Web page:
ABOVE PHOTO: Jesse L. Martin in character as Marvin Gaye
Might F. Gary Gray be working on one?
By Tambay A. Obenson
Shadow and Act
I was updating my annual list of announced biopics of black public figures that still haven’t been made, and, while researching to find out if there have been any updates on Jesse L. Martin’s Marvin Gaye film, I found a couple of recent items that we missed.
First, on September 23, director F. Gary Gray teased, while talking to TMZ, that, while he’s not exactly looking forward to making another biopic (after this year’s Straight Outta Compton this year), one that would make him change his mind is if he were asked to make a film on the life of Marvin Gaye. TMZ caught up with him in Los Angeles, and asked what he’d like to do as a follow-up to “Compton.”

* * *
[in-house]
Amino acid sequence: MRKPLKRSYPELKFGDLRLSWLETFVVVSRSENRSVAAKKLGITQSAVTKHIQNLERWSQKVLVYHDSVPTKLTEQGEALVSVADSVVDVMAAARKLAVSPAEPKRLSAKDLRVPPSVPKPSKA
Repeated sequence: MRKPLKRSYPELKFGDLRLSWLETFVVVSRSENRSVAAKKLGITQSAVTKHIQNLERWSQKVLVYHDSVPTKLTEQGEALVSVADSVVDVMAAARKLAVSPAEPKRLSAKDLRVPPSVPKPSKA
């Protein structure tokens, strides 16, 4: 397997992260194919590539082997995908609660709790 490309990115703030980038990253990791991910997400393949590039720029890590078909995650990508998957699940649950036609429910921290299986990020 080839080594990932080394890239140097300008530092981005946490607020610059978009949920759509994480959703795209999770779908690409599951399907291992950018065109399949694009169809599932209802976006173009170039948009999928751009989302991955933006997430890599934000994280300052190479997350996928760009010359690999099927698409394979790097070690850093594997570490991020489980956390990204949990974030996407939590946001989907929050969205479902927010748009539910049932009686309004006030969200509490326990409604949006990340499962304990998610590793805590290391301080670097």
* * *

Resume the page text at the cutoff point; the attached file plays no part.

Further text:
“All the things he talked about in his albums and what is going on is relevant now,” Gray said, calling Marvin Gaye his favorite artist. “He was ahead of his time. His story is somewhat Shakespearean.”
Second, skip ahead to just two weeks ago, December 9, to an exclusive on Roger Friedman’s Showbiz 411 blog, saying that F. Gary Gray had made a deal with producer Suzanne dePasse and Motown founder Berry Gordy to bring Gaye’s life to the big screen, adding that Gaye’s family is involved as well.
Friedman’s report was short, without much in terms of details. None of the other mainstream industry media sites reported on this, but we’ve published past exclusives from Friedman’s blog, and just about every single one of them eventually turned out to be true. So I don’t have any reason to believe this one is not.
In addition, I also dug into the S&A archives for any connection between Gray and Gaye in the past, and found a 2009 post in which it was announced that F. Gary Gray was attached to direct a Marvin Gaye biopic, with C. Gaby Mitchell (Blood Diamond) onboard to write the script. No studio was attached at the time, with producers of the project shopping to studios and financiers a package that included complete music rights to Marvin Gaye’s catalog, with plans to have the star of the film lip synch to Gaye’s recordings. No actor was attached at the time.